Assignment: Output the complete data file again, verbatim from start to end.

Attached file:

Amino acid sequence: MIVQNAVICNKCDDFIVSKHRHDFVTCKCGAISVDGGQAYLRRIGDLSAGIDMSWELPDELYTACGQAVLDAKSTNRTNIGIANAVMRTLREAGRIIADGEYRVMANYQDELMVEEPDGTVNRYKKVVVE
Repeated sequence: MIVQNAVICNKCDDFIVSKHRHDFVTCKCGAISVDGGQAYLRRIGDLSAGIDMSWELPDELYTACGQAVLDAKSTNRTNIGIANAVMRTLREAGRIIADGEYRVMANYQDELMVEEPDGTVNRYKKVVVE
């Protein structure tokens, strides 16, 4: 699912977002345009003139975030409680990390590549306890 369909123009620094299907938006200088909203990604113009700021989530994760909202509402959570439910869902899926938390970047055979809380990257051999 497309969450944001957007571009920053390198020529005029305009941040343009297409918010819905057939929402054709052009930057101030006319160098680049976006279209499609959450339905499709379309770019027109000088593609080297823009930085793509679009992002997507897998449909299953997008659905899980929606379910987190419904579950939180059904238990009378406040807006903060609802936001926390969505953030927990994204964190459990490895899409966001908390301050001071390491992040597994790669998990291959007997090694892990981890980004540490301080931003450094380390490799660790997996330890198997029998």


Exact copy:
Amino acid sequence: MIVQNAVICNKCDDFIVSKHRHDFVTCKCGAISVDGGQAYLRRIGDLSAGIDMSWELPDELYTACGQAVLDAKSTNRTNIGIANAVMRTLREAGRIIADGEYRVMANYQDELMVEEPDGTVNRYKKVVVE
Repeated sequence: MIVQNAVICNKCDDFIVSKHRHDFVTCKCGAISVDGGQAYLRRIGDLSAGIDMSWELPDELYTACGQAVLDAKSTNRTNIGIANAVMRTLREAGRIIADGEYRVMANYQDELMVEEPDGTVNRYKKVVVE
């Protein structure tokens, strides 16, 4: 699912977002345009003139975030409680990390590549306890 369909123009620094299907938006200088909203990604113009700021989530994760909202509402959570439910869902899926938390970047055979809380990257051999 497309969450944001957007571009920053390198020529005029305009941040343009297409918010819905057939929402054709052009930057101030006319160098680049976006279209499609959450339905499709379309770019027109000088593609080297823009930085793509679009992002997507897998449909299953997008659905899980929606379910987190419904579950939180059904238990009378406040807006903060609802936001926390969505953030927990994204964190459990490895899409966001908390301050001071390491992040597994790669998990291959007997090694892990981890980004540490301080931003450094380390490799660790997996330890198997029998």